FIG. 9 is a fragmentary sectional view taken on line IX--IX of FIG. 6, and
FIG. 10 is a fragmentary sectional view taken on line X--X of FIG. 9, showing a rear stall door closed but with its operating mechanism positioned to unlock said door.
Like reference numerals apply to similar parts throughout the several views, and the numeral 2 applies generally to the frame of an enclosure embodying the present invention. Said frame includes a front wall 4, rear wall 6, both vertically disposed, and a series of vertical divider walls 8 extending between said front and rear walls to divide the interior of the frame into a series of side-by-side stalls each adapted to accommodate one sow. Each wall 8, as best shown in FIG. 1, comprises a series of horizontally extending, vertically spaced apart pipes 10 extending between and permanently affixed to a vertical front post 12 and a vertical rear post 14. Front wall 4 comprises all of front posts 12, an angle iron 16 to which the lower ends of posts 12 are affixed and which rests on the ground 18, and a horizontal shaft 20 carried at the upper ends of posts 12, being journalled rotatably in bearings 22 carried at the upper ends of said posts, and being prevented from moving axially in said bearings by collars 24 affixed to said shaft at each side of each of said bearings. Rear wall 6 includes rear posts 14, a ground-supported angle iron 26 to which the lower ends of said posts are affixed, and a horizontal bar 28 extending along and being fixed to the upper ends of posts 14. Thus frame 2 provides a series of side-by-side stalls, open at both front and rear, into each of which a sow may enter from the rear, and leave from the front, as will appear. It will be understood that the number of stalls to be included in each frame is optional, a practical limit being a number the rear doors of which may be simultaneously opened by the manual operating mechanism to be described. Shown in FIG. 1 are a pair of angle irons 30 which extend transversely above all of the stalls of the frame, and are affixed to the topmost pipes of each divider wall 8 by posts 32. These angle irons prevent sows from climbing out of the tops of the stalls.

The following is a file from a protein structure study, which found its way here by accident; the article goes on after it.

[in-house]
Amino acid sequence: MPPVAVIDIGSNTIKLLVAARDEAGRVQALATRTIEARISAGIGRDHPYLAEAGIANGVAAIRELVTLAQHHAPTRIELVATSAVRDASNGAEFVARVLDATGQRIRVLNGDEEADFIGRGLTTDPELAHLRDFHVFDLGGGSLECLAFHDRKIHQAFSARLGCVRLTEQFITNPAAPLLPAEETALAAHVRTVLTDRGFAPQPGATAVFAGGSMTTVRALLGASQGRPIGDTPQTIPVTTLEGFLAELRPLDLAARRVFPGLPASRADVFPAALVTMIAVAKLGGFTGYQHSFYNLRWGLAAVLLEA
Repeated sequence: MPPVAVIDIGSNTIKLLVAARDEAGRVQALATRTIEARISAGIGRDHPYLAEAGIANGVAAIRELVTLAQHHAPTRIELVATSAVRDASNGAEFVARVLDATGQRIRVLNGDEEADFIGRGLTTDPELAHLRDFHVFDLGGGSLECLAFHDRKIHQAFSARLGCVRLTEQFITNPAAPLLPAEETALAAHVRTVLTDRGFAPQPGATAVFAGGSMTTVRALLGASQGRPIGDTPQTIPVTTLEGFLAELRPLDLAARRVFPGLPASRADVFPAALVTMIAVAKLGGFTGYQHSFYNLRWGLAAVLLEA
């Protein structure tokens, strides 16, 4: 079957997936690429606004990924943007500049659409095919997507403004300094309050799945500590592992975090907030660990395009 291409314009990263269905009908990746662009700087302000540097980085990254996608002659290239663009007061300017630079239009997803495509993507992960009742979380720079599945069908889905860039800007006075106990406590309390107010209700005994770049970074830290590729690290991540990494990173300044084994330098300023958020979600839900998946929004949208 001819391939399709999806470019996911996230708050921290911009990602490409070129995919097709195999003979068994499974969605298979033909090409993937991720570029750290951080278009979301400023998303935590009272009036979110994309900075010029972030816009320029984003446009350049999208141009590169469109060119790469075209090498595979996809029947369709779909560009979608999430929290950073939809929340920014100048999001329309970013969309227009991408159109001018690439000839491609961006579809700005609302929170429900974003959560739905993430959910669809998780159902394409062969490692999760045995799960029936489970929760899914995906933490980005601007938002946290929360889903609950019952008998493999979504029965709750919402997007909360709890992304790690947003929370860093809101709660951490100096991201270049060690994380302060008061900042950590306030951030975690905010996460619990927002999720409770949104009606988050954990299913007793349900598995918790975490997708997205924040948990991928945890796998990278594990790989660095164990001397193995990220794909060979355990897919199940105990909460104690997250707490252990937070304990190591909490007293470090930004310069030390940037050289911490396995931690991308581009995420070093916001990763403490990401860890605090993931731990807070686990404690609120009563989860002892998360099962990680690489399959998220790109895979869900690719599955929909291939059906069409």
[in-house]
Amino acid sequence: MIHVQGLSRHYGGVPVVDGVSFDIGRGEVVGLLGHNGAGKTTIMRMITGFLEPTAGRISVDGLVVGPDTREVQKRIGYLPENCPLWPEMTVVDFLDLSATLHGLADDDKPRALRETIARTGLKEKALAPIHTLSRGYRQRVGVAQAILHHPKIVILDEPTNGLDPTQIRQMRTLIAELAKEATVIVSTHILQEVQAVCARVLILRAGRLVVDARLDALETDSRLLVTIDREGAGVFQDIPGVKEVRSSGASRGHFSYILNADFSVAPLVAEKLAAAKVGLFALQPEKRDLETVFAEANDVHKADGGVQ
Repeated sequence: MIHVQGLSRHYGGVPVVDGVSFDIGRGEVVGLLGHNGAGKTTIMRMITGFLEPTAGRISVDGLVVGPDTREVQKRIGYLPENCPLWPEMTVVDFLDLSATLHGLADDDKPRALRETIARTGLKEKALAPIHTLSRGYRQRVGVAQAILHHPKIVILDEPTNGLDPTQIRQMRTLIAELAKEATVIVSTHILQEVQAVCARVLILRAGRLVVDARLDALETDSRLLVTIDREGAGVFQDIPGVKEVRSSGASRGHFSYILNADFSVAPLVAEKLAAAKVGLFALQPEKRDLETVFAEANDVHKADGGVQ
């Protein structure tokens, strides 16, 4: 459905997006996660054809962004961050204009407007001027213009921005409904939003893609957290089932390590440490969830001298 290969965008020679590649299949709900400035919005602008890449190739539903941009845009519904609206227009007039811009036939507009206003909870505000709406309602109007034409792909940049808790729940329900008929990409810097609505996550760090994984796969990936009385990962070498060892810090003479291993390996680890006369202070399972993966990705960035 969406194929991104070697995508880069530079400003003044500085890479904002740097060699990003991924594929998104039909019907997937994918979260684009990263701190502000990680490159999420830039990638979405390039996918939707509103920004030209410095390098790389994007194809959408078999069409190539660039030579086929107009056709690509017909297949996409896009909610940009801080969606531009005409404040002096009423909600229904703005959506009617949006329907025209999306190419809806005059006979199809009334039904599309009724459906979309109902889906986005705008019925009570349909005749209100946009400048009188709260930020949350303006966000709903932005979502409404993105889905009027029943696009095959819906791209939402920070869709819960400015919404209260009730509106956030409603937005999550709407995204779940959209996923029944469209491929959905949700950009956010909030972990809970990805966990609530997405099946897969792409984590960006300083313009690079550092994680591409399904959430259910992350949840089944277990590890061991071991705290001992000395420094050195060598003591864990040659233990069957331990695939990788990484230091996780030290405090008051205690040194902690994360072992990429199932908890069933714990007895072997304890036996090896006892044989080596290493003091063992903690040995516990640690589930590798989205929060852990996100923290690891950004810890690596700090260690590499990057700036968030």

Each stall is provided with a front door indicated generally by the numeral 34. Said door is rectangular and is normally disposed between the front frame posts 12 defining the front opening of the corresponding stall. The door includes an angle iron frame 36 pivoted at its upper edge on shaft 20 by tubular bearings 38 affixed to the door frame and journalled on said shaft, said bearings being prevented from moving axially along said shaft by collars 40 affixed to the shaft adjacent the bearings. Permanently affixed in the lower portion of door frame 36 is an upwardly opening feed bunker 42, said bunker extending both inside the plane of the door for feeding access thereto by a sow within the stall, and outside the plane of the door for easy filling by a human attendant. The bunker, and the lower edge of the door 34, are spaced sufficiently above frame angle iron 16 to permit said door to be opened outwardly and upwardly by pivoting it on shaft 20, as shown in dotted lines in FIG. 1. The portion of the door frame 36 above bunker 42 is covered by a sheet metal plate 44, it having been found that a sow will feed more efficiently if her forward vision is obstructed.